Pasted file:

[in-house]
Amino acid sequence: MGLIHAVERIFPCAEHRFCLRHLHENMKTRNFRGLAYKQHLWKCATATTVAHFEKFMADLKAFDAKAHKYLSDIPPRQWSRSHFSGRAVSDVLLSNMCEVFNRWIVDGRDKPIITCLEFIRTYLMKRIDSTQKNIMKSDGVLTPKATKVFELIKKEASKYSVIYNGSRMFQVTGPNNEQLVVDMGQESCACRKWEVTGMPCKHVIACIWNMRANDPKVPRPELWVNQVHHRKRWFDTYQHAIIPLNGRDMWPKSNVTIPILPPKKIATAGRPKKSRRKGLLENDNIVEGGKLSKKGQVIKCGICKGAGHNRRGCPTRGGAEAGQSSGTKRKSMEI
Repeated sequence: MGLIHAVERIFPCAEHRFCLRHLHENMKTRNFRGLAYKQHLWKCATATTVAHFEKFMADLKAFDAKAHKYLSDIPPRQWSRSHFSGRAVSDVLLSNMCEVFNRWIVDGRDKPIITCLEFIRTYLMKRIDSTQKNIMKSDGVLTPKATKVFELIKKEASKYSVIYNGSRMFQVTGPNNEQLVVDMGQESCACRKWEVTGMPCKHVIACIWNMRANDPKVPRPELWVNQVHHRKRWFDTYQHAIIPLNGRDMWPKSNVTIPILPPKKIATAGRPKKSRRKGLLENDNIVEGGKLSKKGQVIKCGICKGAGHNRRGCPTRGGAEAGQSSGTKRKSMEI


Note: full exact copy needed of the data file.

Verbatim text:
[in-house]
Amino acid sequence: MGLIHAVERIFPCAEHRFCLRHLHENMKTRNFRGLAYKQHLWKCATATTVAHFEKFMADLKAFDAKAHKYLSDIPPRQWSRSHFSGRAVSDVLLSNMCEVFNRWIVDGRDKPIITCLEFIRTYLMKRIDSTQKNIMKSDGVLTPKATKVFELIKKEASKYSVIYNGSRMFQVTGPNNEQLVVDMGQESCACRKWEVTGMPCKHVIACIWNMRANDPKVPRPELWVNQVHHRKRWFDTYQHAIIPLNGRDMWPKSNVTIPILPPKKIATAGRPKKSRRKGLLENDNIVEGGKLSKKGQVIKCGICKGAGHNRRGCPTRGGAEAGQSSGTKRKSMEI
Repeated sequence: MGLIHAVERIFPCAEHRFCLRHLHENMKTRNFRGLAYKQHLWKCATATTVAHFEKFMADLKAFDAKAHKYLSDIPPRQWSRSHFSGRAVSDVLLSNMCEVFNRWIVDGRDKPIITCLEFIRTYLMKRIDSTQKNIMKSDGVLTPKATKVFELIKKEASKYSVIYNGSRMFQVTGPNNEQLVVDMGQESCACRKWEVTGMPCKHVIACIWNMRANDPKVPRPELWVNQVHHRKRWFDTYQHAIIPLNGRDMWPKSNVTIPILPPKKIATAGRPKKSRRKGLLENDNIVEGGKLSKKGQVIKCGICKGAGHNRRGCPTRGGAEAGQSSGTKRKSMEI